The UK development market is about to receive some much-needed good news: Oxford Properties is over from Canada with £3.5bn to spend - and that’s just for starters. Meet your new best friend, development director Richard Pilkington
If Richard Pilkington isn’t already on your contacts list, you may want to add him pretty quickly. As development director at Oxford Properties, a Canadian real estate and development company that has now moved into the UK market, he has a cool £3.5bn ready and waiting to invest in British commercial and retail projects over the next three years. In short, he could be one of your newest, and richest, clients.
Oxford Properties, or Oxford as it is more casually referred to by Pilkington, has been operating in the UK since 2009 when it went in on a 50/50 split with UBS on the 525,000ft2 Watermark Place project near St Paul’s in the City of London - Oxford bought their 50% stake last year so now own the building outright.But it’s only now that it is starting to establish itself as a major player in the UK development market - and it certainly has the credentials: “Oxford has about £12bn worth of assets under management,” says Pilkington sitting in his City-based offices. “And if you look at our equity, it’s about £8bn. That basically makes us about the size of British Land.”
And the 43-year-old adds that Oxford is here to stay, meaning long-term opportunities all down the supply chain: “There is the initial £3.5bn to spend over the next three to five years but because this is a pension fund, we are trying to build a portfolio to generate income and we’re here for the long term - the next 10 years at least.”
Pilkington is a former QS, project manager and development manager who has worked for big name construction firms including Balfour Beatty, Laing O’Rourke and Lend Lease Europe. So now that he’s heading up development at a firm with so much to offer, what sort of schemes will he want to get Oxford Properties involved with? How will it sit alongside existing developers such as British Land and Land Securities, and how can construction firms get in on the action?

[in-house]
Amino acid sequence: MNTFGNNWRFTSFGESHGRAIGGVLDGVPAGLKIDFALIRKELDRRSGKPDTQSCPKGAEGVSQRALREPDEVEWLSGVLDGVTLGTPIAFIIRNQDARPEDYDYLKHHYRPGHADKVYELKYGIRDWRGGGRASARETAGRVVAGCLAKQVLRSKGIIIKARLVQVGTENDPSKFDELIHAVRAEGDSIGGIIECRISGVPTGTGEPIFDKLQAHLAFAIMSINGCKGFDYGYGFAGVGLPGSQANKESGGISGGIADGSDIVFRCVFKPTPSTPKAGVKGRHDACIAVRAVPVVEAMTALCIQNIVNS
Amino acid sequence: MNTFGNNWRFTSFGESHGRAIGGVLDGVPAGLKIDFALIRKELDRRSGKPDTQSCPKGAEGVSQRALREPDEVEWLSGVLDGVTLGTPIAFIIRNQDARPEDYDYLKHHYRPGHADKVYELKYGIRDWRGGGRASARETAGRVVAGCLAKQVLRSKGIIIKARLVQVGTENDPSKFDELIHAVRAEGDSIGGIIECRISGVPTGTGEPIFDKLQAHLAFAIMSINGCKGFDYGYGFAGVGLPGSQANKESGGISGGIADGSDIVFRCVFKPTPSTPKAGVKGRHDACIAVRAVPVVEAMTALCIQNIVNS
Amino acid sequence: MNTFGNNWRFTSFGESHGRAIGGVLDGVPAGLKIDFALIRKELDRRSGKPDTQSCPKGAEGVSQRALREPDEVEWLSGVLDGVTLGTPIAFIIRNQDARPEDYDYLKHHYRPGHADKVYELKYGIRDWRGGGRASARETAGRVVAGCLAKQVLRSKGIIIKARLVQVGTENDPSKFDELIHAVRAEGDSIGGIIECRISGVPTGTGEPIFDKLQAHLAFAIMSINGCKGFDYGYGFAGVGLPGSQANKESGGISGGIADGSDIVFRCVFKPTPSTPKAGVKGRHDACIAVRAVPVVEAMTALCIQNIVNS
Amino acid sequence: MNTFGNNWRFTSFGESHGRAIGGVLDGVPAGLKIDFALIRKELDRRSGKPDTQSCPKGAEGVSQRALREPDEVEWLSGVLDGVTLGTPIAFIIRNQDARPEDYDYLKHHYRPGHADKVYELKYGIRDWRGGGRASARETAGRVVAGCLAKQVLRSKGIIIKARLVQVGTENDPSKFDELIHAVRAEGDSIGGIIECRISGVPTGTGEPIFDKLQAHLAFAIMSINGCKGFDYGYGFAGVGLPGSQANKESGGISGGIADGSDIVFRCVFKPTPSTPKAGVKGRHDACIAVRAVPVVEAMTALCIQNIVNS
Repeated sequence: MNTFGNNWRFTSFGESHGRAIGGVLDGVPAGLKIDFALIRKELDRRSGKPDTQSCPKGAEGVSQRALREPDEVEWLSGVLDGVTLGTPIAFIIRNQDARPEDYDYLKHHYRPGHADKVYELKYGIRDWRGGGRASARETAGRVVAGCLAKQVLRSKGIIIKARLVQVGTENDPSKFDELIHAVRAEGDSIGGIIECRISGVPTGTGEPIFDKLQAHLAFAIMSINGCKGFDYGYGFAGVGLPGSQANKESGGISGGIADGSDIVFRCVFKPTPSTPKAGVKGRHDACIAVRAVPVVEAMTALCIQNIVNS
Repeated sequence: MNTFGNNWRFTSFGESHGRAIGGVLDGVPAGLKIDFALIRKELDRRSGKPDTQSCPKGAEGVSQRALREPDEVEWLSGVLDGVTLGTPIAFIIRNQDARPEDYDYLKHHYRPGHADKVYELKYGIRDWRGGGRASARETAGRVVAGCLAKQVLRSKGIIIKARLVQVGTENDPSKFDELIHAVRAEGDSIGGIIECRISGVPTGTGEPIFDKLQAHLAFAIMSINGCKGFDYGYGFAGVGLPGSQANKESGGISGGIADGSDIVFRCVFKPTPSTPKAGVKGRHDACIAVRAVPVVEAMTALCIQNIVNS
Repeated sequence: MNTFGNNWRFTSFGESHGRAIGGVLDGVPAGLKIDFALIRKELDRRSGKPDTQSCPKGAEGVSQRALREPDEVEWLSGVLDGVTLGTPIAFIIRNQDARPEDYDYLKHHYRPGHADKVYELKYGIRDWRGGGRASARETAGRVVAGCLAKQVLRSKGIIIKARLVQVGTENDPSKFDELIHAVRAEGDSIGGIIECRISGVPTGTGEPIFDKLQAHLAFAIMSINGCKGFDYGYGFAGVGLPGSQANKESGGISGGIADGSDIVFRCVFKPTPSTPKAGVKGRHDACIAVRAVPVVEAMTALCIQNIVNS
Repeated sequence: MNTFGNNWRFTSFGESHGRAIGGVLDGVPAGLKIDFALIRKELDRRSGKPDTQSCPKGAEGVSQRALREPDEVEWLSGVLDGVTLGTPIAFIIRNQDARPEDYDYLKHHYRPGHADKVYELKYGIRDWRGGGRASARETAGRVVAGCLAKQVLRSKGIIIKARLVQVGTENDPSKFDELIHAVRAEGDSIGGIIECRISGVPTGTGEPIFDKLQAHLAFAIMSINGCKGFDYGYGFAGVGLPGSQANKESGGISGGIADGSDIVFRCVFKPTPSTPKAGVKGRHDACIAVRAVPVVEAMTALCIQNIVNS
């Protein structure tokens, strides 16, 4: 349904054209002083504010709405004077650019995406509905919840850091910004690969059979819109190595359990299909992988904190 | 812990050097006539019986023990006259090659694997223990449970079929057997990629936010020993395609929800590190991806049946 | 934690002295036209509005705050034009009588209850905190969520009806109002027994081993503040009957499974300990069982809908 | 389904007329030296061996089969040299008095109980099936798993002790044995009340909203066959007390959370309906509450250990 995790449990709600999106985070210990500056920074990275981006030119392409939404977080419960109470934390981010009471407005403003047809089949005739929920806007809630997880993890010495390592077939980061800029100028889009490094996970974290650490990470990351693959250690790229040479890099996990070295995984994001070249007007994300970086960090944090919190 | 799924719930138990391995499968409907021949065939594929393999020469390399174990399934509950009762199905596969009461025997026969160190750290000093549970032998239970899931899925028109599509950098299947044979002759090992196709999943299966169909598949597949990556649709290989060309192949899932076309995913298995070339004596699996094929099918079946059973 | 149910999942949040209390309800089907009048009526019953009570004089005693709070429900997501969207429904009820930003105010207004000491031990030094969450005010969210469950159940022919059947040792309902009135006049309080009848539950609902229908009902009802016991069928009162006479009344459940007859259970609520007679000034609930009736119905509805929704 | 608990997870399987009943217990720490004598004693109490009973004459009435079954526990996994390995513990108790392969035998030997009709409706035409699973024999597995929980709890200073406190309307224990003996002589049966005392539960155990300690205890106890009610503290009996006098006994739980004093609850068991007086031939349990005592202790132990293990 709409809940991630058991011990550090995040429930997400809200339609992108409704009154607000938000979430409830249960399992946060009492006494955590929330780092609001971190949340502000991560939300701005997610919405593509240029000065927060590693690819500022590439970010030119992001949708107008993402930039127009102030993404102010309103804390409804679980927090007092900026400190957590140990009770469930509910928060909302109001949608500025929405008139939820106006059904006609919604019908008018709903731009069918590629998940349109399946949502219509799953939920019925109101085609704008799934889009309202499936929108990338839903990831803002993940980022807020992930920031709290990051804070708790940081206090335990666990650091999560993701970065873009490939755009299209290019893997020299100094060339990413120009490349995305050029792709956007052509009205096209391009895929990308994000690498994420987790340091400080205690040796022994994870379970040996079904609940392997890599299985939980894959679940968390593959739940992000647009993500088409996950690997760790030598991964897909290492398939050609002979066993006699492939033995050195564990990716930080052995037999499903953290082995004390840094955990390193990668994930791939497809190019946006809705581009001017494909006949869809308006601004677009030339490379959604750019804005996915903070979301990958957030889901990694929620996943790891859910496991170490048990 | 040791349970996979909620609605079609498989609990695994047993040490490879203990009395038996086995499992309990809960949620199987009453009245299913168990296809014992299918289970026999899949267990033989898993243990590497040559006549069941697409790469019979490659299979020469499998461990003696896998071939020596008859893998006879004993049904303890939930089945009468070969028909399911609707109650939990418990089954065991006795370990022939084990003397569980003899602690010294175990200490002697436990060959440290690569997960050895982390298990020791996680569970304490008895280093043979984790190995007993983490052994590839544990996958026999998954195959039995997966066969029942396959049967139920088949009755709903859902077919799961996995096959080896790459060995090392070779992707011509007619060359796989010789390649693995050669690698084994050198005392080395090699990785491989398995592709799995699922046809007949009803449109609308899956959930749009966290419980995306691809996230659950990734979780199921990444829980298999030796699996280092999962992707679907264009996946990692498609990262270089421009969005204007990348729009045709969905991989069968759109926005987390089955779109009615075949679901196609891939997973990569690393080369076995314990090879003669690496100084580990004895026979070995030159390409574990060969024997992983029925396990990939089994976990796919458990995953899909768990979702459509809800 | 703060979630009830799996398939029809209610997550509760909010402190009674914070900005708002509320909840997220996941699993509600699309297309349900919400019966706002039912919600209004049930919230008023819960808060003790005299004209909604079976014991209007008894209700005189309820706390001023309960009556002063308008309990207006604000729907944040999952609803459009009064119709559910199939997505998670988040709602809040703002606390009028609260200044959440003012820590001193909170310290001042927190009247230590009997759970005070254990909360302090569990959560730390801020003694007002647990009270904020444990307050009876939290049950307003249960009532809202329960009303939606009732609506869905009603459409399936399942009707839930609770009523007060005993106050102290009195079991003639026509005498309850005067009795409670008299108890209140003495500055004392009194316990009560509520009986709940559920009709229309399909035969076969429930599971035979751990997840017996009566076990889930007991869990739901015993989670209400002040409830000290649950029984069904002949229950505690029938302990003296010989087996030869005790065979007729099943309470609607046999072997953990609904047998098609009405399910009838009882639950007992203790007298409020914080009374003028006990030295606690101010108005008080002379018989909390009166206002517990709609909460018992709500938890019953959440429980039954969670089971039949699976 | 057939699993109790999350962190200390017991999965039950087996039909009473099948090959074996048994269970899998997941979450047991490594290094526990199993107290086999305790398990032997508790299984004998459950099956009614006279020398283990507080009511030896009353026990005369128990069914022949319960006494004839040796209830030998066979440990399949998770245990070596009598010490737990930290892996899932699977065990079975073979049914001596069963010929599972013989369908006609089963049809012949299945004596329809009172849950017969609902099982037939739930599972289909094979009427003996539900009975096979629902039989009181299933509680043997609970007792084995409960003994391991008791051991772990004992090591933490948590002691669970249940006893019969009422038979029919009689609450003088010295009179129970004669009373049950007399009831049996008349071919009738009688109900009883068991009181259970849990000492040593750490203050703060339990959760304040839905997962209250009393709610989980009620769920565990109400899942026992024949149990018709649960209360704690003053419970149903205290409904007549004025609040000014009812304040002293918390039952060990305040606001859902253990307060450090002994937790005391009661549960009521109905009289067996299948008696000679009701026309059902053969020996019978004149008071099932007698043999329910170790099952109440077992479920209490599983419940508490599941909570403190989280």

The secret to Oxford’s success, size and investment capabilities is its Canadian parent company, a CA $55bn pension fund called OMERS, one of Canada’s largest institutional investors. Unlike most of the rest of the world, Canada has avoided the brunt of the recession and so has maintained a strong economy since 2008. It grew by 3% last year and is expected to continue expanding until 2015. This has meant investment levels have remained high - a point highlighted by OMERS’ fund, 55% of which has gone into private markets including real estate - overseen by Oxford. Pilkington explains that this arm of the OMERS machine was created in 2001 after the pension fund merged the original Oxford Properties, with Hammerson Canada, creating a $17bn real estate business.
The good news for UK construction firms is that after almost a decade of building up business in Canada alone, Oxford is now focused on diversifying globally by taking a huge chunk of its investment elsewhere and, right now, the UK is top of the list.
The UK business
“Our focus at the moment is to create a business in both the US and Europe where we can replicate what we have in Canada,” says Pilkington. “We won’t be building a business on the same scale as the Canadian business but we’re looking at investing that £3.5bn - mainly in the UK, though a bit in Germany and Paris too. It’s a big fund, it’s a big capital pool.”
He adds that although the group is looking at other countries in Europe, this work will all be managed out of its UK offices in London, where most of the investment will go: “Predominantly we have been looking at commercial and retail in London - within the M25 - and we would look at retail outside of London. But there isn’t much outside of that that fits our lot size. We’re looking to invest £100m of equity into any deal and if you try to relate that to property scale in London, you’re looking at a minimum size of a 250,000 or 300,000ft2 office building.”